On 21 April 2020, the Federal Minister for Education Dan Tehan announced the outcome of applications to the Australian Research Council (ARC) for funding under the Special Research Initiative for Excellence in Antarctic Science. “This research project will demonstrate Australia's leadership in Antarctic Science and strengthen our relationships with Antarctic Treaty nations” Mr Tehan said.

The University of Tasmania (UTAS), in partnership with the Australian National University (ANU), the University of New South Wales (UNSW), and 40 other national and international research institutions and Universities formed the Australian Centre for Excellence in Antarctic Science (ACEAS) to bid for the funding.

The Centre received $20 million from the ARC over three years from January 2021. The Partners will contribute a further $5 million, and as well as other significant human and scientific resources. The resources will be used to conduct world-leading research into changes that are happening in the Antarctic and Southern Ocean, and the impact that those changes are having on the global climate system.

The research will revolutionise predictions of the future of East Antarctica and the Southern Ocean. Changes in the Antarctic will be profoundly costly to Australia but the speed and scale of future change remains poorly understood.

The new Centre's activities will build on the work done under the recently concluded ARC Special Research Initiative for Antarctic Gateway Partnership and further progress Australia's Antarctic Program Partnership (AAPP). These priorities align with Australia's investment in the AAPP, in Government Agencies, and in infrastructure.

Australia's new Antarctic infrastructure will substantially improve the ability to conduct remote fieldwork in the Southern Ocean and the Australian Antarctic Territory.

ACEAS will provide, for the first time, the national-scale research capacity required to advance knowledge and hone predictions of Antarctica's complex ice-Earth-ocean-atmosphere-ecosystem interactions that govern future changes and impacts. New data will improve predictions of the nature and rate of future change, enabling Australia to better safeguard against the worst impacts.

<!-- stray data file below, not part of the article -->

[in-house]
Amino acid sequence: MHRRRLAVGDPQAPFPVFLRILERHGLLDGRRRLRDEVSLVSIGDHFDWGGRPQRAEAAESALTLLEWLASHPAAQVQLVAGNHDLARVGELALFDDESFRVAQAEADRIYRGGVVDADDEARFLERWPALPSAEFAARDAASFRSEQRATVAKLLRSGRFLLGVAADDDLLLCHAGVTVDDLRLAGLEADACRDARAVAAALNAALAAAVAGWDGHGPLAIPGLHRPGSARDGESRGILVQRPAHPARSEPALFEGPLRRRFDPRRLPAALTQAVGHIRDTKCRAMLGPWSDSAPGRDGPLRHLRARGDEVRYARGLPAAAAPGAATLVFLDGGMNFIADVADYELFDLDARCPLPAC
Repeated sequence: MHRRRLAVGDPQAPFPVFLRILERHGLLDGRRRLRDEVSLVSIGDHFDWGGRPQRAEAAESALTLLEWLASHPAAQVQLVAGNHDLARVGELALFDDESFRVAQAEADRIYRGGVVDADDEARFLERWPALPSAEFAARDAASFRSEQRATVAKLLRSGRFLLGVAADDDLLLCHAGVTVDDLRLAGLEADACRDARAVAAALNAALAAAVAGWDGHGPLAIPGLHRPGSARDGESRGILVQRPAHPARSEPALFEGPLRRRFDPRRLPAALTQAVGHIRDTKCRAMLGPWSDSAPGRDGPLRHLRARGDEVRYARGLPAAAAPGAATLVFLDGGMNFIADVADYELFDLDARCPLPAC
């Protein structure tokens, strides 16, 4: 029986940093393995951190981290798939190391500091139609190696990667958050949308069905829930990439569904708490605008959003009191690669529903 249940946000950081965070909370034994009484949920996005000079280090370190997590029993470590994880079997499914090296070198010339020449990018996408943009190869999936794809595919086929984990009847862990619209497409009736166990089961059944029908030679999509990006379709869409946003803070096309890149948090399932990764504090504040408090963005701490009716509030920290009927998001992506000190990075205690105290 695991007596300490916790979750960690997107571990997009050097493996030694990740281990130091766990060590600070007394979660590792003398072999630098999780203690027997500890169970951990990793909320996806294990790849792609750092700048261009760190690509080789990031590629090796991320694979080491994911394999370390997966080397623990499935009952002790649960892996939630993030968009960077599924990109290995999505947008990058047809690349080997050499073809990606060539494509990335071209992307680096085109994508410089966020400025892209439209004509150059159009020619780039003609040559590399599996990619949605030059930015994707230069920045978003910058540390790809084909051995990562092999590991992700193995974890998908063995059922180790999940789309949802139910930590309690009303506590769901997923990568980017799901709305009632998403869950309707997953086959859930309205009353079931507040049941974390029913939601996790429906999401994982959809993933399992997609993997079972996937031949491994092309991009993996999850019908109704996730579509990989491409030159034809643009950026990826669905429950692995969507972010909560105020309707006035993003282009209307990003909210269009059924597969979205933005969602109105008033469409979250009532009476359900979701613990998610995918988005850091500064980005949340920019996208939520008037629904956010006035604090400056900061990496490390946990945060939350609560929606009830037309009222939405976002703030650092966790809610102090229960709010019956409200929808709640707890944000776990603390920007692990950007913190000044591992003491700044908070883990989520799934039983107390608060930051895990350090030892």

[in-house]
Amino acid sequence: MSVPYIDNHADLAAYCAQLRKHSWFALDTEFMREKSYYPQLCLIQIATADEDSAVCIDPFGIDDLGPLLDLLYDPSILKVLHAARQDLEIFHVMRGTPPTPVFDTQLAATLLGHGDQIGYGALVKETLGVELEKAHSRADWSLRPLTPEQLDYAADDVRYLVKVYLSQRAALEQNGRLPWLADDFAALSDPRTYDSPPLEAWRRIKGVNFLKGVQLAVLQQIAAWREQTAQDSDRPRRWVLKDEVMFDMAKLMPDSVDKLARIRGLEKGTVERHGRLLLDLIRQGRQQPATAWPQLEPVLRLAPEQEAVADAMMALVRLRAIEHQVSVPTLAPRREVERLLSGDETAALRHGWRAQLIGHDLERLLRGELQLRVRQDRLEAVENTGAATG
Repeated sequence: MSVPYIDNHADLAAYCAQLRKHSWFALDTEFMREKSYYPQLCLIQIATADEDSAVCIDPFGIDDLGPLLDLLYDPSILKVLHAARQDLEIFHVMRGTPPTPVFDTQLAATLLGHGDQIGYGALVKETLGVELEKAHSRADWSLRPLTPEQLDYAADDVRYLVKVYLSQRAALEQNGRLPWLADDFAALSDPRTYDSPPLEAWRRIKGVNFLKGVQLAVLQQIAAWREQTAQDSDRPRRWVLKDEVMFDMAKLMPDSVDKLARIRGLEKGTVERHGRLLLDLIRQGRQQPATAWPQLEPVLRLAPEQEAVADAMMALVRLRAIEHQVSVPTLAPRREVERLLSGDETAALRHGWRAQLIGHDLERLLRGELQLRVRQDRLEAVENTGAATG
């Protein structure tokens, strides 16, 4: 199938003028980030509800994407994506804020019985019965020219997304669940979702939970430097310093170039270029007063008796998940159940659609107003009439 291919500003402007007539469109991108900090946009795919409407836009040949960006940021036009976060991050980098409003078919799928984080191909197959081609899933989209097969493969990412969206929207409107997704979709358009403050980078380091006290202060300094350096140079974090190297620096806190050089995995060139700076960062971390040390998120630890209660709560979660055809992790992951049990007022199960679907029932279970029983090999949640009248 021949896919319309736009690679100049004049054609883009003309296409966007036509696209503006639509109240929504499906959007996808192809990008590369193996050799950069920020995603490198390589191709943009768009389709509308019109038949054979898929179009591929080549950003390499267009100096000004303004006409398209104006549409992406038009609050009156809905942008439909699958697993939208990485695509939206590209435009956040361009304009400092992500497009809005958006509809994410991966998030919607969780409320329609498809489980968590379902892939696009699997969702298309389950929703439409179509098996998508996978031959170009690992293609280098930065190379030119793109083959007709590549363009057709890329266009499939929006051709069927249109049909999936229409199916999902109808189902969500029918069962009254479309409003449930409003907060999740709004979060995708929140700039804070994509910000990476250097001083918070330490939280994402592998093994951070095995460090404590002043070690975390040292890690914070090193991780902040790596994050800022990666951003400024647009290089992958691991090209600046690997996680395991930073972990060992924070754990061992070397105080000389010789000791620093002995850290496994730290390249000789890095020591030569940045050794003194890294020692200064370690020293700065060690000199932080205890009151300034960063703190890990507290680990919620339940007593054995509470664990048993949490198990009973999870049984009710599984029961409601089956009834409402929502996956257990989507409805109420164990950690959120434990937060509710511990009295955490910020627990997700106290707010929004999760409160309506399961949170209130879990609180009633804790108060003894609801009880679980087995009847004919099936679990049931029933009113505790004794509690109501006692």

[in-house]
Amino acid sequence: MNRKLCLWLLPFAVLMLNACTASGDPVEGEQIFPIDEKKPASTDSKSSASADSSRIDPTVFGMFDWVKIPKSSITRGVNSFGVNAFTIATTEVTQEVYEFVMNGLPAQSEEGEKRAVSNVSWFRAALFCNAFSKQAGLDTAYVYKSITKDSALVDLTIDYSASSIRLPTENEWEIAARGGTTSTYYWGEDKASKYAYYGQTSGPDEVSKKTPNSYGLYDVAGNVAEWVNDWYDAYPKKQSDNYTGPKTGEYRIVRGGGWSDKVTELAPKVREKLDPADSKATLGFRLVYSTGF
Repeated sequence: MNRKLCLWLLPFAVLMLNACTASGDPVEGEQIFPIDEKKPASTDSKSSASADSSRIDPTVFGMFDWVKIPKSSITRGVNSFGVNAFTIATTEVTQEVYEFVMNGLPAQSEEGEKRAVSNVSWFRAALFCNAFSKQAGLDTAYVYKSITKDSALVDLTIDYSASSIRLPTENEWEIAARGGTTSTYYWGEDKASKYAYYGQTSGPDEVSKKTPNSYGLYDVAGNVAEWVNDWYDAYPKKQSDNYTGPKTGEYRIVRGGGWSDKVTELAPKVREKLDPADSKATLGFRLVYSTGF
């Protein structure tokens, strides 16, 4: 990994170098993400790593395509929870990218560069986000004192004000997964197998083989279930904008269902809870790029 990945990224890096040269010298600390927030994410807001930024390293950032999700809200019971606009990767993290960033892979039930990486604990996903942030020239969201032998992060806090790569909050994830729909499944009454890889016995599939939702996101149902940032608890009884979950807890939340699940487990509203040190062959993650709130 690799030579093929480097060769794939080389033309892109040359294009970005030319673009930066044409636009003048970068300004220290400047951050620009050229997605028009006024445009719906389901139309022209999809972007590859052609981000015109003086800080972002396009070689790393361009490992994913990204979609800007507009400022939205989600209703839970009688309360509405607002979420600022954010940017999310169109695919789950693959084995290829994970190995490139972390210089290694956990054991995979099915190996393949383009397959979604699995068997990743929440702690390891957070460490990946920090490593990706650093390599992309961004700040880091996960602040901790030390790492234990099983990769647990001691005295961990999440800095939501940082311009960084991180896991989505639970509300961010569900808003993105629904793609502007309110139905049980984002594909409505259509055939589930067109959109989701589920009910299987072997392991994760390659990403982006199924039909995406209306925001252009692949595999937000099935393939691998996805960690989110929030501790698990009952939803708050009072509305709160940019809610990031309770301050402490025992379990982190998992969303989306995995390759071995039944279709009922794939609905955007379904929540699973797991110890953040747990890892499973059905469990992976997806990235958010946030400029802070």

The geographically integrated Research Programs of the Centre focus on understanding and modelling the coupled ice-ocean-atmosphere-ecosystem-solid Earth system of East Antarctica.

The Centre's research will focus on Antarctic and Southern Ocean change over time periods relevant to humanity - now, mid-century and 2100, and longer-term. The research will be underpinned by integrated field campaigns and the development of a unique, coupled ocean-atmosphere-sea ice-ice sheet-ecosystem model which spans all timescales.

Program 1: Circum-Antarctic and East Antarctica

Satellite and field observations and model studies to provide the large-scale context for variability and change over East Antarctica and in the Southern Ocean, and their interactions with the global climate system.

Program 2: Regional/Marginal Ice Zone

This program will make use of regional models and satellite and autonomous observations, and carry out field campaigns, to provide the underpinning knowledge (from atmosphere to ecosystems) needed to cross-link the larger scale circumpolar and smaller scale sub-regional activities, and to enable coupled model development and analytics.

Program 3: Sub-regional

Developing new understanding of fundamental processes and change, with one focus on past, present and future glacier basin dynamics at high resolution and forced by understanding of regional and circum-Antarctic change. Research will be enabled through satellite, in situ (autonomous and manual) and high-resolution model studies.

Program 4: Model development and data analytics

Development of world-first coupled ice-atmosphere-ocean-cryosphere-ecosystem models for projection of the future of Antarctica and Southern Ocean, and development of data analytical techniques and the application of these techniques to ACEAS observational and model datasets.


Authorised by the Executive Director, Institute for Marine and Antarctic Studies
September 2, 2020